Psychological treatment of anxiety and depression in patients with Parkinson’s disease: A pilot study

Macquarie University are looking for participants for a pilot study.
If you are interested please call (02) 9850 8034 or email Viviana.Wuthrich@mq.edu.au further information below.

RECRUITMENT for Macquarie Univeristy:

We seek patients with Parkinson’s disease, over the age of 50 years, who are experiencing symptoms of low mood and anxiety (or worry) to participate. If you are interested in participating, please call (02) 9850 8034 or email Viviana.Wuthrich@mq.edu.au for more information on the study. 

Depression and anxiety are very common conditions in Parkinson’s disease. We are seeking individuals aged over 50 years with Parkinson’s disease who suffer from anxiety and/or depression to participate in a treatment trial. We are comparing the benefits of a psychological program conducted over the telephone to treatment as usual. This project is supported by a seeding grant from Parkinson’s NSW to Associate Professor Viviana Wuthrich and Distinguished Professor Ron Rapee, in the Centre for Emotional Health, Department of Psychology, Macquarie University. If you are interested in participating, or want to find out more information please call (02) 9850 8034 or email Viviana.Wuthrich@mq.edu.au

 

Investigators: Associate Professor Viviana Wuthrich & Distinguished Professor Ron Rapee

Affiliation: Centre for Emotional Health, Department of Psychology, Macquarie University.

Depression and anxiety is experienced in up to 50% of patients with Parkinson’s disease and is associated with poorer quality of life, poorer functioning and greater physical and cognitive decline. Depression in the patient is also strongly associated with caregiver or spouse distress. Therefore effectively treating anxiety and depression in people with Parkinson’s disease will have a major impact on burden of the disease for both the patient and their carer. Despite this, very few studies have examined the effectiveness of psychological interventions for treating anxiety and depression in patients with Parkinson’s disease, and when they have they have focused on either treating anxiety or depression, but not both together. Depression and anxiety frequently co-occur and when they do are associated with worse outcomes. So therefore there is a great need to develop psychological programs that treat both depression and anxiety. In addition, the value of including carers in treatment programs has not been well evaluated. Given that carers can play a critical role in assisting the patient to manage their symptoms and to manage cognitive difficulties that can be associated with the disease, and given the high rates of burden on carers, it is critical to develop a program to treat anxiety and depression in patients with Parkinson’s disease that also includes carer participation.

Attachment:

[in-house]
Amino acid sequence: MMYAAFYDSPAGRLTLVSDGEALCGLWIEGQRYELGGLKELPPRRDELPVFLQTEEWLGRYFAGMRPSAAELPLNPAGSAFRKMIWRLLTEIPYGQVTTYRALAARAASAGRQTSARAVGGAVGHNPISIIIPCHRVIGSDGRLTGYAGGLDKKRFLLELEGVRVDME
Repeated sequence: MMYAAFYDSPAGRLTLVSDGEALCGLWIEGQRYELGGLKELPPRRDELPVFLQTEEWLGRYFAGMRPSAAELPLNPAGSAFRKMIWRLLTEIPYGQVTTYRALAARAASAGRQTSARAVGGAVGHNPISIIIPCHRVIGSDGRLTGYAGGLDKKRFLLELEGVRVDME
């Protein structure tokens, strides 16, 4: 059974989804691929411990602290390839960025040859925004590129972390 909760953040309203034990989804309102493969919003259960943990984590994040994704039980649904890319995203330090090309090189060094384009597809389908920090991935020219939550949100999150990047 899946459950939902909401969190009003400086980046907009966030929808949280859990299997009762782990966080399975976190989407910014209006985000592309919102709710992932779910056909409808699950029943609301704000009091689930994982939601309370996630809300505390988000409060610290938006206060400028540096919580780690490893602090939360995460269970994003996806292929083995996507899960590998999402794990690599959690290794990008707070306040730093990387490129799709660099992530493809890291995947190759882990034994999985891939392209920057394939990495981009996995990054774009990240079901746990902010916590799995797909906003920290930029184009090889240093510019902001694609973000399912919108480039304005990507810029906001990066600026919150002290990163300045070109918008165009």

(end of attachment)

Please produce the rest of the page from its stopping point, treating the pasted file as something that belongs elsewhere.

We have previously developed and demonstrated in two large randomised controlled trials the efficacy of a Cognitive Behavioural Therapy (CBT) intervention for treating co-occurring anxiety and depressive symptoms in older adults without Parkinson’s disease. In two trials, this program led to significant reductions in both anxiety and depressive symptoms with large effects that were maintained for 6 months post-treatment. In a novel approach we plan to modify our successful program to target anxiety and depression in patients with Parkinson’s disease. The program will be modified to address the specific needs of patients with Parkinson’s disease. It will also be adapted to create a role for the carer in the program so that they will participate and learn the skills taught to the patient and can assist the patient with the skills if needed. Improvements in both patient and carer distress will be compared between the two interventions.

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